A day before a critical World Cup match with abounding political and competitive ramifications, players and coaches on the U.S. national team on Monday distanced themselves from social media posts made by their soccer federation that showed support for the women of Iran by doctoring that country’s flag.
Gregg Berhalter, the American coach, said Monday that neither he nor any players were involved with the decision to remove Iran’s official emblem and two lines of Islamic script in posts on Twitter and Instagram.
“We had no idea about what U.S. Soccer put out. The staff, the players, had no idea,” Berhalter told reporters Monday.
He added: “Our focus is on this match. I don’t want to sound aloof or not caring by saying that, but the guys have worked really hard for the last four years. We have 72 hours between England and Iran, and we really are just focused on how to get past Iran and go to the knockout stage of this tournament. Of course, our thoughts are with the Iranian people, the whole country, the whole team, everyone, but our focus is on this match.”
The Americans, after failing to qualify for the 2018 World Cup, can advance to the knockout rounds from Group B by defeating Iran, which would also progress with a victory.
Iran condemned U.S. Soccer’s decision to use an incorrect flag. It said it violated the statutes of FIFA, world soccer’s global governing body. The American federation deleted the posts Sunday and said it would use only Iran’s official flag going forward.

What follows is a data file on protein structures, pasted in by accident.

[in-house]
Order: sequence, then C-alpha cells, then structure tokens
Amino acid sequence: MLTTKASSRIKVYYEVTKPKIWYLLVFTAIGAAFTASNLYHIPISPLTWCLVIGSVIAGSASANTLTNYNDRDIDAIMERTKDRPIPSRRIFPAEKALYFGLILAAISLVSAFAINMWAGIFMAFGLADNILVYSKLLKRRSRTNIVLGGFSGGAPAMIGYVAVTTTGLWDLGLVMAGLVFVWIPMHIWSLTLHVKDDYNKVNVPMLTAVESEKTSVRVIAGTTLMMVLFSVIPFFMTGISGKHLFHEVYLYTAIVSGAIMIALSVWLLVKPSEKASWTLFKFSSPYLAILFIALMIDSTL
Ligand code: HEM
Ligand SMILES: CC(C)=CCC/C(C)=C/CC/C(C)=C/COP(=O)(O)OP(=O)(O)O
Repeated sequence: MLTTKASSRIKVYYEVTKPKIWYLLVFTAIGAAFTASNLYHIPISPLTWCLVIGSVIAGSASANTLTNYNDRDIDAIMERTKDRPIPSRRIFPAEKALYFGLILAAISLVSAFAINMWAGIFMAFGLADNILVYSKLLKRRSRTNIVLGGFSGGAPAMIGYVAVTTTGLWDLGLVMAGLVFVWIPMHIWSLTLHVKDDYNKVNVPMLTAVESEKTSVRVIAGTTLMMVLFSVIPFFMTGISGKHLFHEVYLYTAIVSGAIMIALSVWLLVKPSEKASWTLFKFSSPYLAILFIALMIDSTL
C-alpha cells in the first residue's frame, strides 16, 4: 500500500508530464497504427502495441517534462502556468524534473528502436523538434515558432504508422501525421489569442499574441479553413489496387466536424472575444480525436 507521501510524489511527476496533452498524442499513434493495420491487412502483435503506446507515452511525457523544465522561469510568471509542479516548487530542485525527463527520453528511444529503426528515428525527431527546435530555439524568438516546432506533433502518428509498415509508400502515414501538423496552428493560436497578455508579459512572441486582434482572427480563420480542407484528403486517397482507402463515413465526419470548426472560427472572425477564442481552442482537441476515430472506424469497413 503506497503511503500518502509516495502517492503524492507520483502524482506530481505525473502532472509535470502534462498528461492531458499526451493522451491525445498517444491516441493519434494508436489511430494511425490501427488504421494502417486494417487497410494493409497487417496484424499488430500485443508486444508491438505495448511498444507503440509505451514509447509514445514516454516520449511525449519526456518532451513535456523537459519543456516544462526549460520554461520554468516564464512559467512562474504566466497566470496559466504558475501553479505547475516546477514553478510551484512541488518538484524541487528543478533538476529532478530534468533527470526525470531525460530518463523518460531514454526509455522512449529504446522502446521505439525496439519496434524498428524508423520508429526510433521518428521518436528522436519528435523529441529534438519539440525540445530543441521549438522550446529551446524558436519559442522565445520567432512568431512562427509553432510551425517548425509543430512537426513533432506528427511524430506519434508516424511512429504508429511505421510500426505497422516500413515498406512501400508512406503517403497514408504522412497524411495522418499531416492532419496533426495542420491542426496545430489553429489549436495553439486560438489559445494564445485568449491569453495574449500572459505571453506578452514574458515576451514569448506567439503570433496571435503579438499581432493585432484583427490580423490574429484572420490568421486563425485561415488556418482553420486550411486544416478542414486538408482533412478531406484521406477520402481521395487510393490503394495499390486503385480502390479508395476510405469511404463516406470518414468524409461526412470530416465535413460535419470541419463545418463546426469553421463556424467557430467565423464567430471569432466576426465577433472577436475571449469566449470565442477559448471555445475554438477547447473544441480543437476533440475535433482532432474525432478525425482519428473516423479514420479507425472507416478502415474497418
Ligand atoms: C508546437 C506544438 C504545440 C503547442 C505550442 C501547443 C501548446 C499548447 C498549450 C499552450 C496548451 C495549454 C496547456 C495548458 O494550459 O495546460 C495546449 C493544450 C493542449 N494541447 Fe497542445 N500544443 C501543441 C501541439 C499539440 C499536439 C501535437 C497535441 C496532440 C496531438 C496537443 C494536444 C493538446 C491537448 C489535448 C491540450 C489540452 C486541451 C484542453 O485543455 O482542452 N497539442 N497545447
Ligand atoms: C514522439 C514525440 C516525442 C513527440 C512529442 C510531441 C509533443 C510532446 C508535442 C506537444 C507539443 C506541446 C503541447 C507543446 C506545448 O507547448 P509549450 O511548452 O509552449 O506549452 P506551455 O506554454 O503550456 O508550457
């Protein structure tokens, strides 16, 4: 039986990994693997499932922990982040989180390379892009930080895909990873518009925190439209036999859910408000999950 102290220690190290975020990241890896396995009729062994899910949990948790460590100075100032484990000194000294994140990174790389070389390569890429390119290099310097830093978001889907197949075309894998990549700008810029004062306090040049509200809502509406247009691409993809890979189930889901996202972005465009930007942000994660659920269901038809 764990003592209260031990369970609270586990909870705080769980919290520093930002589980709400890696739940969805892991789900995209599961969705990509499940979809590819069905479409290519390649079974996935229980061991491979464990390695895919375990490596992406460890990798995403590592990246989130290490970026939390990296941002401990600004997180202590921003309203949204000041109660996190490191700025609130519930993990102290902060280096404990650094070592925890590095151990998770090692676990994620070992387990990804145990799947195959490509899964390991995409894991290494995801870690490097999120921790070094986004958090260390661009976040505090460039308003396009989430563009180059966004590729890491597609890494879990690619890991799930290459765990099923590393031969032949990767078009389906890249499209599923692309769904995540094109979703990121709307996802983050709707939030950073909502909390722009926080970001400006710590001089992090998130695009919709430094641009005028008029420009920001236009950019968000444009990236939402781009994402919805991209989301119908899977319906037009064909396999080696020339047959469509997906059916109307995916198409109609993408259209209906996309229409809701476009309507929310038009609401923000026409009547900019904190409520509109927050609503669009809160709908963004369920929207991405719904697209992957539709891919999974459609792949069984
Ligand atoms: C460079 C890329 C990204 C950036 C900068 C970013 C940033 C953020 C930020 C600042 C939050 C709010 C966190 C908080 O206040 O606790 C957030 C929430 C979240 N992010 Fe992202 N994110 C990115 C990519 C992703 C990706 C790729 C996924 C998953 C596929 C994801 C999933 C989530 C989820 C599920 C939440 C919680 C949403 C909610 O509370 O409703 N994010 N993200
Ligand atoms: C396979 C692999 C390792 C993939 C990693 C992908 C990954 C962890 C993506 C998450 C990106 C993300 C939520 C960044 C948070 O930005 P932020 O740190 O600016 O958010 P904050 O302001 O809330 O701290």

“The intent of the post was to show support for women’s rights,” Michael Kammarman, a U.S. Soccer spokesman, said at a news conference Monday. “It was meant to be a moment. We made the post at the time. All of the other representations of the flag were made consistent and will continue.”
Over the past few months, and certainly at this World Cup, the Iranian team has become entangled with its country’s harsh treatment of women and its crackdowns on personal freedoms under theocratic rule. The team engaged in protests of its own after the September death in police custody of Mahsa Amini, 22, who had been arrested on charges of violating a law requiring head coverings for women.
After refusing to sing the national anthem before its opening match, against England, the Iranian team appeared to join in before its next game, against Wales, with varying degrees of enthusiasm and commitment.
“We can’t speak for them and their message,” U.S. defender Walker Zimmerman said. “We know that they’re all emotional. They’re going through things right now. They’re human, and, again, we empathize with that human emotion. So we completely feel for them.”